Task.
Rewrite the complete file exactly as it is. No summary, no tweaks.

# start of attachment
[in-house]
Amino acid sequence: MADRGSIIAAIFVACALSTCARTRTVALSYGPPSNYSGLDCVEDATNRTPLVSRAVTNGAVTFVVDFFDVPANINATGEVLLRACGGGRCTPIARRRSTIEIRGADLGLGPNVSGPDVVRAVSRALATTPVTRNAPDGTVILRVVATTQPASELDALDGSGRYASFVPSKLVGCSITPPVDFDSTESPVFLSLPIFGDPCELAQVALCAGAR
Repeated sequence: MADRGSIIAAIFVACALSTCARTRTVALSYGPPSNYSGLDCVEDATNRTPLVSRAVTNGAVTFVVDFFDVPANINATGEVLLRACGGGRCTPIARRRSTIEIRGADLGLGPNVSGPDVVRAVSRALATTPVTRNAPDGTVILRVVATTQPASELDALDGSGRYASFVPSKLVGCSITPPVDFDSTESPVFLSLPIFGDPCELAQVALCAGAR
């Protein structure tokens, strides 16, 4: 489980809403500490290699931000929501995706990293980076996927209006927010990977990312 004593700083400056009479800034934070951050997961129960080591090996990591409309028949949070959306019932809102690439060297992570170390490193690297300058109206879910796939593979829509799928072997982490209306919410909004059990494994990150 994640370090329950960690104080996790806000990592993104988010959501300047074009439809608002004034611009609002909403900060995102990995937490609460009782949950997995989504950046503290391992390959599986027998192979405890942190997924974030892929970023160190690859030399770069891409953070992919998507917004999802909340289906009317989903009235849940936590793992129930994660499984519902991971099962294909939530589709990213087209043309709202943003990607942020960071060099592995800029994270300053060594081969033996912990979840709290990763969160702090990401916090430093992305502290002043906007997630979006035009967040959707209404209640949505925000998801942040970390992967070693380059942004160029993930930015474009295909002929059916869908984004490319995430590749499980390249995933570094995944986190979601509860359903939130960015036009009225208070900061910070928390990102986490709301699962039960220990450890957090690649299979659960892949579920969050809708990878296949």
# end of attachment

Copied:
[in-house]
Amino acid sequence: MADRGSIIAAIFVACALSTCARTRTVALSYGPPSNYSGLDCVEDATNRTPLVSRAVTNGAVTFVVDFFDVPANINATGEVLLRACGGGRCTPIARRRSTIEIRGADLGLGPNVSGPDVVRAVSRALATTPVTRNAPDGTVILRVVATTQPASELDALDGSGRYASFVPSKLVGCSITPPVDFDSTESPVFLSLPIFGDPCELAQVALCAGAR
Repeated sequence: MADRGSIIAAIFVACALSTCARTRTVALSYGPPSNYSGLDCVEDATNRTPLVSRAVTNGAVTFVVDFFDVPANINATGEVLLRACGGGRCTPIARRRSTIEIRGADLGLGPNVSGPDVVRAVSRALATTPVTRNAPDGTVILRVVATTQPASELDALDGSGRYASFVPSKLVGCSITPPVDFDSTESPVFLSLPIFGDPCELAQVALCAGAR
């Protein structure tokens, strides 16, 4: 489980809403500490290699931000929501995706990293980076996927209006927010990977990312 004593700083400056009479800034934070951050997961129960080591090996990591409309028949949070959306019932809102690439060297992570170390490193690297300058109206879910796939593979829509799928072997982490209306919410909004059990494994990150 994640370090329950960690104080996790806000990592993104988010959501300047074009439809608002004034611009609002909403900060995102990995937490609460009782949950997995989504950046503290391992390959599986027998192979405890942190997924974030892929970023160190690859030399770069891409953070992919998507917004999802909340289906009317989903009235849940936590793992129930994660499984519902991971099962294909939530589709990213087209043309709202943003990607942020960071060099592995800029994270300053060594081969033996912990979840709290990763969160702090990401916090430093992305502290002043906007997630979006035009967040959707209404209640949505925000998801942040970390992967070693380059942004160029993930930015474009295909002929059916869908984004490319995430590749499980390249995933570094995944986190979601509860359903939130960015036009009225208070900061910070928390990102986490709301699962039960220990450890957090690649299979659960892949579920969050809708990878296949």